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20161203 Big Gods





Luckily author summarized the main idea of this book in succinct list of eight interrelated principles:

  1. Watched people are nice people.
  2. Religion is more in the situation than in the person.
  3. Hell is stronger than heaven.
  4. Trust people who trust in God.
  5. Religious actions speak louder than words.
  6. Unworshipped Gods are impotent Cods.
  7. Big Gods for Big Groups.
  8. Religious groups cooperate in order to compete.


Chapter 1 Religious Evolution

It starts with brief review of Mormon’s history as real live well-documented example of creation of the new and highly viable religion. Then author discusses necessity of religion as glue that allow to keep together big groups of unrelated people when initial sources of cooperation evolutionary developed such as kin selection are not sufficient anymore to protect group from free riding and selfish, group detrimental behavior. For some reason author considers development of Big Gods in agricultural societies as puzzle to which he outlines solution: prosocial character of religions supported evolutionary fitness of big groups as whole and allowed for practically unlimited scalability of such groups.

Chapter 2 Supernatural Watchers

This chapter starts with specific human ability to use mind theory to predict actions of other people and human tendency to assign agency to just about any conceivable entity or object. This creates very solid foundation for accepting god(s) as reality, even if individual has no direct contact with them. A very interesting point here is that god(s) are normally treated as personalized entities with all limitations typical for humans, despite theological notions of omniscience and unlimited power. This idea confirmed by MRI analysis and other research that demonstrated activation of parts of brain related to mind theory when individuals think or discuss god. However even if circuits in brain used for gods and for other humans are the same, people perceive gods as continuously watching entities hiding from which is just impossible. Author describes quite interesting research demonstrating that gods perceived to pay much more attention to moral and other violations of norms than to neutral actions and behavior.

Chapter 3 Pressure from Above

This chapter presents an interesting approach by characterizing religion as presented more in situation than in person. Basically it means that human actions occur under influence of multitude of forces and true believes are only one of them. Consequently the behavior consistent with believes is highly dependent on circumstances of the moment. Author provides description of a number of experiments confirming this idea. Author also reviews mechanics of Supernatural monitoring with Carrots and Sticks used to achieve conformity. Typically sticks are by far more powerful factor.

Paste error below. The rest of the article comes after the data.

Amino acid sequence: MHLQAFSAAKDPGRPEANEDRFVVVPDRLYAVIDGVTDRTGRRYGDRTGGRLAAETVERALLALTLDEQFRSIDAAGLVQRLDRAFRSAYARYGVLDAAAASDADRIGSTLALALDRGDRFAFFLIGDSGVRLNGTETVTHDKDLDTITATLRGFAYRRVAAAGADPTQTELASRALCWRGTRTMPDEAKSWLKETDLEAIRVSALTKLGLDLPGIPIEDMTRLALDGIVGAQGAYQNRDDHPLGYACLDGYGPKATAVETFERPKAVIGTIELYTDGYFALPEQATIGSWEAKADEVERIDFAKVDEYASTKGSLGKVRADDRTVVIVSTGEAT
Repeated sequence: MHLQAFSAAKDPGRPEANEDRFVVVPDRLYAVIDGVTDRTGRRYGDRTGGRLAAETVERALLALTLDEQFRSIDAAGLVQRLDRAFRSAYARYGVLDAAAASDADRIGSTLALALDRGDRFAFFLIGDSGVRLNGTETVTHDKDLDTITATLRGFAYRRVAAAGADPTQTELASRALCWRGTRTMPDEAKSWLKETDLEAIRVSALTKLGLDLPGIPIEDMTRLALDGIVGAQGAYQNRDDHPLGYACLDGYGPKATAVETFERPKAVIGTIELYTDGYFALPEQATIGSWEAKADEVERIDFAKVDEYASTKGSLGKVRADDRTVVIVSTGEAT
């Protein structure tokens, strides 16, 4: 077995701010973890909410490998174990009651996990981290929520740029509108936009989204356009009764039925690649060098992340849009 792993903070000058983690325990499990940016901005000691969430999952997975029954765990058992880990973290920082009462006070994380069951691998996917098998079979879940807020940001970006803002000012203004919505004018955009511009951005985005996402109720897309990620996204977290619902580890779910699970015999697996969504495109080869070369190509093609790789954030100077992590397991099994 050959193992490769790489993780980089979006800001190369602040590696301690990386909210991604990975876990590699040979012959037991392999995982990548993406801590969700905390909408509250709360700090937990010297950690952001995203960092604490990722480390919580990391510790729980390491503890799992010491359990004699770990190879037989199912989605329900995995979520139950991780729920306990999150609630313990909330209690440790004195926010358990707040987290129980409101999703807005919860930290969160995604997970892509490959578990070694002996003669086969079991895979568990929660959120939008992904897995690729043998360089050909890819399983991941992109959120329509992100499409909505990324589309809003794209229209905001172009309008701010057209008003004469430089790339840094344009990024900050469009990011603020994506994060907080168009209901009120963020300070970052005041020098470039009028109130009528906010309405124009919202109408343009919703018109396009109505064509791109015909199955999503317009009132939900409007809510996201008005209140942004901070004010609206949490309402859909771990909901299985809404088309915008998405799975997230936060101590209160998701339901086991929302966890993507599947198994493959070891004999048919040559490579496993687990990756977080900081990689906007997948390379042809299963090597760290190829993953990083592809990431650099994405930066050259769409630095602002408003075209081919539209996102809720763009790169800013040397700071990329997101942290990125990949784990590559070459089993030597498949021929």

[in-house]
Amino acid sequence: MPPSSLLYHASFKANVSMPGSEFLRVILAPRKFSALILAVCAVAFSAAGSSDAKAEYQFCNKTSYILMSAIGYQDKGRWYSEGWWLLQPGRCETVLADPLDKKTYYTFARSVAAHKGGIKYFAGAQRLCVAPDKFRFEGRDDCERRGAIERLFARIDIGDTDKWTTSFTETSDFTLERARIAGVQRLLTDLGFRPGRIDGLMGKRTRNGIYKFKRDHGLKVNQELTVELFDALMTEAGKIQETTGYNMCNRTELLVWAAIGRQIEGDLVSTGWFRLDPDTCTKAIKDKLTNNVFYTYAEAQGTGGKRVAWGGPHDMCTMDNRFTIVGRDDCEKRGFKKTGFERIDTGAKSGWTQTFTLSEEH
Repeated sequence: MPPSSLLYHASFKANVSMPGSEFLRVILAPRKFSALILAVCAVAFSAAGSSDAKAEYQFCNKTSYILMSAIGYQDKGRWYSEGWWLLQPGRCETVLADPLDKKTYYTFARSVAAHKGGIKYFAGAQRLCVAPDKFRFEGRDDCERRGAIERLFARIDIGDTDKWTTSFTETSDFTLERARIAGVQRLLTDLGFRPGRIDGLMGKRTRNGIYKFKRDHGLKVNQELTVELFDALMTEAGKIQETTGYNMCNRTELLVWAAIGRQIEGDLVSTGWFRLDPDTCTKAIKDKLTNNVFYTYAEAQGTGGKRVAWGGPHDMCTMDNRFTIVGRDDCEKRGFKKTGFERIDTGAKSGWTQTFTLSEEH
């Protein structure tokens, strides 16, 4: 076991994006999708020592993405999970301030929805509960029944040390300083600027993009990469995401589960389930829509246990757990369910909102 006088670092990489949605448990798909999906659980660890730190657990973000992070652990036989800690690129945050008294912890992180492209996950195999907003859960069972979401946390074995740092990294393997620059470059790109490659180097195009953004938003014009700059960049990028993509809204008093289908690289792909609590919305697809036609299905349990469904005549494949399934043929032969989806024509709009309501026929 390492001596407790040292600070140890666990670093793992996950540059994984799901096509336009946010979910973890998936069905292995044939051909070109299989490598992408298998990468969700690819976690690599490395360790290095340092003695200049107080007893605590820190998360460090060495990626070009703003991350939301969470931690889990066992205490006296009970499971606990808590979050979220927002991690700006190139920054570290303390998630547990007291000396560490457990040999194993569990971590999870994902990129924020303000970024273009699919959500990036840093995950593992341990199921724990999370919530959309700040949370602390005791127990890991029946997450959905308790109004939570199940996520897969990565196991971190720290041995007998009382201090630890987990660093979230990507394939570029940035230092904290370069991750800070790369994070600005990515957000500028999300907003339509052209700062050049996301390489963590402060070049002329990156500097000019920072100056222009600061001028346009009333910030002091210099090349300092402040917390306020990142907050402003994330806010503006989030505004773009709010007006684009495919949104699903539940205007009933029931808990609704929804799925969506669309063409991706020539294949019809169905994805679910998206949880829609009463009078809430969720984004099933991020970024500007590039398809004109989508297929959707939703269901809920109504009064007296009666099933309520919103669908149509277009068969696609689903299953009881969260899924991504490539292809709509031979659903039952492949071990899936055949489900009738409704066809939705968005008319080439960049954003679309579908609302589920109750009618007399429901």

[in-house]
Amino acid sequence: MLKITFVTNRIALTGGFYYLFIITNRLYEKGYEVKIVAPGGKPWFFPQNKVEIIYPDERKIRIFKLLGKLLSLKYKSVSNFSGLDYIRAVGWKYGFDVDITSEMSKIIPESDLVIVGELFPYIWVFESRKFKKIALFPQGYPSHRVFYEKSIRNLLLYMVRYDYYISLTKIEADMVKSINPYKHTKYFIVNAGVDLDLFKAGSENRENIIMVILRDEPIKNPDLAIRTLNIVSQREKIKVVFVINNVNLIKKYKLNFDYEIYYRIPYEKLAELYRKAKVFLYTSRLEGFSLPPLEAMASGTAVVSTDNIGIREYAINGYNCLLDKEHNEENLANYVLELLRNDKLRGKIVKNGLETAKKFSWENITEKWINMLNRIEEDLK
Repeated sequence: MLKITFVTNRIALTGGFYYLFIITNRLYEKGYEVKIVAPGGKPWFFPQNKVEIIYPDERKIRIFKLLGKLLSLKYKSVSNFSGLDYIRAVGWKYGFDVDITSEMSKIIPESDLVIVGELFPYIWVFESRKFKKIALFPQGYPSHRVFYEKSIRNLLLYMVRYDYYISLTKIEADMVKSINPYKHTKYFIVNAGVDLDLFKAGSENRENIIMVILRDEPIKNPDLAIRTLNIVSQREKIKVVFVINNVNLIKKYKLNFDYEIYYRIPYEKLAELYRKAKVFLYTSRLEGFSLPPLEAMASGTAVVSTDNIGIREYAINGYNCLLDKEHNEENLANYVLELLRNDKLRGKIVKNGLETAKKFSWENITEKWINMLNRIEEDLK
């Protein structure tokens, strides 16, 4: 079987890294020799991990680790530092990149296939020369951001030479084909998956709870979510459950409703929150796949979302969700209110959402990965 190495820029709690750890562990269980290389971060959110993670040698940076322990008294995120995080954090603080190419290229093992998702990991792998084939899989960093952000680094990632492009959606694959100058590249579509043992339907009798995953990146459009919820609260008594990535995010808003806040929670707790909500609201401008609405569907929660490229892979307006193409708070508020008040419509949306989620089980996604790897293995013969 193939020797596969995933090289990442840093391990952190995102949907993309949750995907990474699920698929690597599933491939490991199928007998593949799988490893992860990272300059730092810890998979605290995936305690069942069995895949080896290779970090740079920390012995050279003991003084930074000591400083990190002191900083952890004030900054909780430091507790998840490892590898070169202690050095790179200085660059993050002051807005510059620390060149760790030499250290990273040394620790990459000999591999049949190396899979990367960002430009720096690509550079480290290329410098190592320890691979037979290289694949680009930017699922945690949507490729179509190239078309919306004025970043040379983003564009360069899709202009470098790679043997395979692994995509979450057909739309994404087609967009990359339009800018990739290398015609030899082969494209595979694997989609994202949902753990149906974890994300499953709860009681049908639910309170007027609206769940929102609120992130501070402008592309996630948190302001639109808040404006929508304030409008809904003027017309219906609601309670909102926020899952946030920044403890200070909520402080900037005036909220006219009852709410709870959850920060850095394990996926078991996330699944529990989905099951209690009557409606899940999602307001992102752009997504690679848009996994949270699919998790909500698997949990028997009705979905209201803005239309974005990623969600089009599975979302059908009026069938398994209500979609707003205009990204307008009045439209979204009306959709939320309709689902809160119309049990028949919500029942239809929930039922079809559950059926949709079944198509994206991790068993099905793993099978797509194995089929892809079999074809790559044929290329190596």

Chapter 4 In Big Gods We Trust

This chapter explores connection between prosocial religions and trust with true believe being very significant factor in generating trust in individual honesty and integrity without which long distance trade and many other business transactions becoming if not impossible outright, then very complex and cumbersome. This explains to significant part distrust of atheists comparatively to believers in other gods, even if these gods are hostile.

Chapter 5 Freethinkers as Freeriders

This chapter is looking at contemporary situation when powerful governments, which take consistently increasing role in monitoring behavior and enforcing norms, challenge gods. There is also dependency here on levels of development of a country when more developed countries have relatively uncorrupted governments assuring that game is playing by the rules, while in underdeveloped countries governments are thoroughly corrupted leaving people only hope on gods for interventions to correct the wrongs.

Chapter 6 True Believers

This chapter looks at critical requirement to separate true believers from pretenders. Since true believers enjoy trust from other people who convinced that gods enforce good behavior, they have non-trivial opportunities for benefiting from deception. Author reviews solution for this problem: high cost of proving one’s true believes. This is achieved by high level of burdens from tithe to self-mutilation that true believers voluntary subject themselves to. This cost also facilitates feeling of belonging to chosen group that is strongly reinforced by music, dance, and overall pageantry of religious ceremonies.